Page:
Can you remember a time when the mainstream UK media followed American mid-term elections with such fervour? Recently, we seem to have been lambasted with every possible twist and turn both before and after these elections. Of course, it all comes down to one man – Donald Trump. These mid-terms are widely regarded as a referendum on Trump and, are estimated to be the most expensive election of their type in history with expenditure reportedly reaching $7.2 billion, dwarfing the previous record of $4.2 billion. They are certainly the most fractious that we can recall.
What are the mid-terms?
The US mid-terms are conducted during the second year (or ‘mid’ way through) a president’s 4 year ‘term’. The vote is used to elect congressmen and senators to the House of Representatives (House) and the Senate respectively. The amalgam of these two entities form Congress, which equates to our parliament, and is used to pass legislation or policies.
What happened in Tuesday’s election?
Prior to Tuesday’s vote, both chambers were controlled by Republicans thus making it easier for Tump to impose his political agenda. Numerically, the House has 435 seats available; 240 controlled by Republicans and 195 controlled by Democrats. In the 100 seat Senate, 51 seats were held by Republicans whilst Democrats held 49.
Tuesday’s vote has now changed the balance of power. Republicans have retained control of the Senate, with a slight extended lead, but they have lost control of the House. Democrats now control 225 seats in the House, with Republicans only having 197 seats. This means congress is in ‘Grid-lock’.
What could the ramifications of ‘grid-lock’ in Congress be?
Whilst grid-lock in the government may sound severe, there has been a lot of evidence to suggest it is in fact generally beneficial in several ways. For example, Ken Fisher, an investment historian and reporter for the FT, describes an extraordinary tendency for stock prices to rise in the fourth quarter following a mid-term election. This effect, he says, continues for two consecutive quarters. The effect described happened during Obama’s last mid-term. Mr Fisher suggests this is now likely to be the case.
One obvious question is why would political gridlock be good for wealth creation? It is thought that a divided Congress tends to agree only on issues that command strong bi-partisan support. Broad agreement to get things done is translated as being beneficial for investors.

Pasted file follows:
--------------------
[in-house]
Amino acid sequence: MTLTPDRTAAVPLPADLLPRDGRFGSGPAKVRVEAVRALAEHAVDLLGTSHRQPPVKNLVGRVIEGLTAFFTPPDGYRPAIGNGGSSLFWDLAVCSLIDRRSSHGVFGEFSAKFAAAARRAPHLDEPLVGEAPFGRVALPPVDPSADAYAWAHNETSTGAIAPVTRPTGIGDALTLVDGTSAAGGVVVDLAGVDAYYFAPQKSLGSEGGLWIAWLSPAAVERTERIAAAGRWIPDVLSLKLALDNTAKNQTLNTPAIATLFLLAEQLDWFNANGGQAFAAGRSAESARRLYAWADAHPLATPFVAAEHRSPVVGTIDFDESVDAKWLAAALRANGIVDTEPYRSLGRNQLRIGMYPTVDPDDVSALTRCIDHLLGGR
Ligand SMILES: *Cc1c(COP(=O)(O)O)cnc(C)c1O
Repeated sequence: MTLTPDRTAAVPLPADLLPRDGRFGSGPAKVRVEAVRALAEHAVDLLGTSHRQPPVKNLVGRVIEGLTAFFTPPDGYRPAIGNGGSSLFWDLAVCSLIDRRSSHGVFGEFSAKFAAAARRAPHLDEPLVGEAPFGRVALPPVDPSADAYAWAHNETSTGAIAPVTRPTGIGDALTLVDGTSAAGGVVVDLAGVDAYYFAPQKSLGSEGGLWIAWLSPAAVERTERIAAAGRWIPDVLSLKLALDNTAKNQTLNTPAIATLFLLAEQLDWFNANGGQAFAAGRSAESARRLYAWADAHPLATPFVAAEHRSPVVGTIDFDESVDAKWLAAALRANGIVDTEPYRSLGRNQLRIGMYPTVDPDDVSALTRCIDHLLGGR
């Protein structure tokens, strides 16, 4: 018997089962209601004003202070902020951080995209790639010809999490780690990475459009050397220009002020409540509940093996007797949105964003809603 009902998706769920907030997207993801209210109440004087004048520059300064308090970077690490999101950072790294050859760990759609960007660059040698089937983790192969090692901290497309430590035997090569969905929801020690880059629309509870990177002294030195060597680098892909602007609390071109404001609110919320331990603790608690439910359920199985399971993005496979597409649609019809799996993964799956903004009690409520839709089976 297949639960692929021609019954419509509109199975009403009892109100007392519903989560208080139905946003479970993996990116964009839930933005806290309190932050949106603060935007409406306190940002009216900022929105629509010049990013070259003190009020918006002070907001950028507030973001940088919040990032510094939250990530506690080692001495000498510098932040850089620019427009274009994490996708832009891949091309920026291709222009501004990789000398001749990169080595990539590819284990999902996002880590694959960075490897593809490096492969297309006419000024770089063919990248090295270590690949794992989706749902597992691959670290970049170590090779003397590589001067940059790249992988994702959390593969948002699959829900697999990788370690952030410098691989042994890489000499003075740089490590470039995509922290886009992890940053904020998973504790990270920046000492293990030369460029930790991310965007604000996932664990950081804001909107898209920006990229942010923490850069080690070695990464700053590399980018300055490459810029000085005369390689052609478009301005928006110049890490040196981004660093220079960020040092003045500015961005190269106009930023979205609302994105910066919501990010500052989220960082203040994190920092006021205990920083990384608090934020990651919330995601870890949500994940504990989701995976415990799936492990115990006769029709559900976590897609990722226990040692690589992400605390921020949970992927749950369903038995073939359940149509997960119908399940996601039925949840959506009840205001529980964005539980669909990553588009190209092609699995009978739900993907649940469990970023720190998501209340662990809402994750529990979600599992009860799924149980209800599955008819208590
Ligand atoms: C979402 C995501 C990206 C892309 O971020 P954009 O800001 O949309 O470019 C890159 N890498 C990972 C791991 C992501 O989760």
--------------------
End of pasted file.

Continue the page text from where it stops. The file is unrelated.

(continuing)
Historic data shows that stock returns during the first two years of a presidency tend to be weaker than the latter two. The impact during the election month of November has also been measured. On average, the monthly return during a mid-term is 1.91% versus 0.29% in the month of November when it coincides with a presidential election year. The average return during November, year on year, is 1.11%. In the grand scale of things, the differential is not hugely meaningful. However, what is interesting is that since 1939 the third year of a US president’s term has never resulted in negative returns in the US stock market.
Although the pace of growth in the US may begin to slow as the effects of the fiscal stimulus wear off, historic evidence suggests the mid-term results of gridlock are not normally negative for the economy. If the positive effect on the stock market holds true one could argue that this will mitigate fears of an economic slowdown. At times the stock market can operate as both cause and effect. In other words, a stronger stock market may prolong the economic upturn.
Whilst President Xi of China and President Trump of the US go toe to toe on trade, the financial landscape in China is undergoing fundamental structural change.
Reports about increasing levels of debt in China have been worrying economy watchers. Burgeoning debt within the corporate sector has been under increasing scrutiny. It heralds vulnerabilities associated with borrowing. The corporate sector is especially susceptible during slowdowns.